Cross Border Initiative on Toll Offenders
On 10 January the Irish News revealed that northern drivers are being pursued for tens of thousands of euro in fines through what the paper calls a “baffling payment system.” The majority of offences committed by drivers in the North relate to unpaid tolls on the M50 around Dublin
The paper reports that the only place in Northern Ireland where the three euro pre-pay toll can be settled over the counter has been tracked down to a corner shop in Jonesborough, South Armagh.
According to the toll company which operates the overall system, knowing nothing about the charge is no excuse for what it calls 'foreign-registered' vehicles failing to pay.
More than 10,000 motorists from Northern Ireland who have broken traffic laws or failed to pay road tolls in the Republic are being pursued for restitution. The Republic’s National Roads Authority (NRA) said it was now contacting all drivers in Northern Ireland who had unpaid tolls to warn them that they will face fines if they do not start paying up.
This follows the cross-Border agreement which allows authorities to share information on law-breaking motorists for the first time since March of last year. The North’s department responsible for transport is also pursuing more than 2,300 motorists from the South. Under the agreement, drivers from the Republic have to pay speeding and parking fines received in Northern Ireland — fines they were previously able to avoid.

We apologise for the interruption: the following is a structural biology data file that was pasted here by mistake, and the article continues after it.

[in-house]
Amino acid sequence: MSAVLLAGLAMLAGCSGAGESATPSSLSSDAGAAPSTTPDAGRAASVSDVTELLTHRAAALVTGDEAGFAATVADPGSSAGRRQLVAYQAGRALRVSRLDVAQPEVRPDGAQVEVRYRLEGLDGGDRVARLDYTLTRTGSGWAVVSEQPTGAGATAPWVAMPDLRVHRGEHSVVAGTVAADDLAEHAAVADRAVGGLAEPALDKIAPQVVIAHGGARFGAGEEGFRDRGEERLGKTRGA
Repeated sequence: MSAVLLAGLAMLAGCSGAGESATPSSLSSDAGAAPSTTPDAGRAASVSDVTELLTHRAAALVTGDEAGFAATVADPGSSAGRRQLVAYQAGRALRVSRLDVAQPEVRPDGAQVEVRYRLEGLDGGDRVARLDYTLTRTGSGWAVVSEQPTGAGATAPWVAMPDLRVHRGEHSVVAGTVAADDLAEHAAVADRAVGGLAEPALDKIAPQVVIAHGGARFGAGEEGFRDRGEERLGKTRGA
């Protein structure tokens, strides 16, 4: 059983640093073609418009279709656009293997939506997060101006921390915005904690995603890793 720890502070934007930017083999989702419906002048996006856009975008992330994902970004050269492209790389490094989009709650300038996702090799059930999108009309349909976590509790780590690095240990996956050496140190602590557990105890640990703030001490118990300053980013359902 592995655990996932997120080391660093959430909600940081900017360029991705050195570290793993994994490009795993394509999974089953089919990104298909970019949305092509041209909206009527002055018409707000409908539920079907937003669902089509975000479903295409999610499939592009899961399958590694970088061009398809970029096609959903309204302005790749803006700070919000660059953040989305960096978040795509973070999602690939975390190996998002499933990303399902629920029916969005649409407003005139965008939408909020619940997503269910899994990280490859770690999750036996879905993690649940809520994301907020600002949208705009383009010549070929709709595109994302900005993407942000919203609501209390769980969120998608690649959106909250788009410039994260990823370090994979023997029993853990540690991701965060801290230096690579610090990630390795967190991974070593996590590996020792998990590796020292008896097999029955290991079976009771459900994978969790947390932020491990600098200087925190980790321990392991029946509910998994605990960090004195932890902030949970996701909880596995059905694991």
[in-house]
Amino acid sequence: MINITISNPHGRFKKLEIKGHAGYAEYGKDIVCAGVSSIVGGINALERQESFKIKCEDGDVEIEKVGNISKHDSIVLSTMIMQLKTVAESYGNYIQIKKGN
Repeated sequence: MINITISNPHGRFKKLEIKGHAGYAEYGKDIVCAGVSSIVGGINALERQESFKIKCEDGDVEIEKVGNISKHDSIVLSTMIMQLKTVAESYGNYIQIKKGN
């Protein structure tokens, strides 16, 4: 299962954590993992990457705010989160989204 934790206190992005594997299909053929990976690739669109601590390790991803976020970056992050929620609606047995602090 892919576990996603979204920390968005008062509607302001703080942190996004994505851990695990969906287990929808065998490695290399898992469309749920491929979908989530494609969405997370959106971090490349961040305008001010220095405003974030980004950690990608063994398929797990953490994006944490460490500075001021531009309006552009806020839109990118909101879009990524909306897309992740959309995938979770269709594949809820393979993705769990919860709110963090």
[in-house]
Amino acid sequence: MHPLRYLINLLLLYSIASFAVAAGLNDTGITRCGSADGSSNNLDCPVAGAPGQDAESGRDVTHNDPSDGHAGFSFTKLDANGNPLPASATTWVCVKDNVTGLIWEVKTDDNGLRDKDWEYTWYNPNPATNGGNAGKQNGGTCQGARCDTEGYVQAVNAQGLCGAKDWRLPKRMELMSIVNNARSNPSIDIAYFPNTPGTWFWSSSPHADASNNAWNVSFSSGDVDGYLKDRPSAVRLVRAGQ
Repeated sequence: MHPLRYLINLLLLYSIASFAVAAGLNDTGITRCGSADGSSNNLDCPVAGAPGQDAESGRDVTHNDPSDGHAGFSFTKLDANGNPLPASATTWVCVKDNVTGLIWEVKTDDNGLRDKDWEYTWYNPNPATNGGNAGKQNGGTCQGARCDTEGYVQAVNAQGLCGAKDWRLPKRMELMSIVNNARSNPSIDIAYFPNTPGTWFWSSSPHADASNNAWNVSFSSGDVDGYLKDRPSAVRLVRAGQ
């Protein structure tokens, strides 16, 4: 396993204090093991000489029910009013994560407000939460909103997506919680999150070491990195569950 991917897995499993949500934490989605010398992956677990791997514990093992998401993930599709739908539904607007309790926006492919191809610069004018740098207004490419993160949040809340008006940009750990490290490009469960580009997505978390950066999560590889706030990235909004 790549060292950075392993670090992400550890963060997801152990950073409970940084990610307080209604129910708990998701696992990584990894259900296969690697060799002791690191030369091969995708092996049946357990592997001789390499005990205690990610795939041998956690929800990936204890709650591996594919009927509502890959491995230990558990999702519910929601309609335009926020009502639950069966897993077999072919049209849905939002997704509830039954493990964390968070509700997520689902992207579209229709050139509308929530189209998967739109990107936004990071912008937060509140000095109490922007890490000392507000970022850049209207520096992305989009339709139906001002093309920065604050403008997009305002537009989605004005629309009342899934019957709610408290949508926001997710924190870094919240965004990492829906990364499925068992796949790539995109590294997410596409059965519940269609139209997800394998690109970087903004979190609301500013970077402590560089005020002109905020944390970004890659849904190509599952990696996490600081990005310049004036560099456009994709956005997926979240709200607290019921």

The data exchange pilot project was created to “facilitate the better enforcement of parking fines and toll charges for motorists travelling between both jurisdictions.”
The project builds on an existing reciprocal agreement with the Driver & Vehicle Licensing Agency (DVLNI) in Northern Ireland to exchange vehicle information on issues such as motor tax and abandoned vehicles.
Most by drivers from the South concern parking. The M50 toll alone generates about €100 million a year. It is the busiest road in the country, with 100,000 vehicles using it every day.
M50 drivers are given three payment options — buying a tag, opening a video account which will lead to a charge, or using a pay-as-you-go system, where the motorist must pay the toll by 8pm the following day. Anyone who passes between Junction 6 and Junction 7 has to pay. The NRA has admitted that “chasing every toll user from north of the border is an inefficient use of resources” and its focus remains on getting drivers to set up accounts.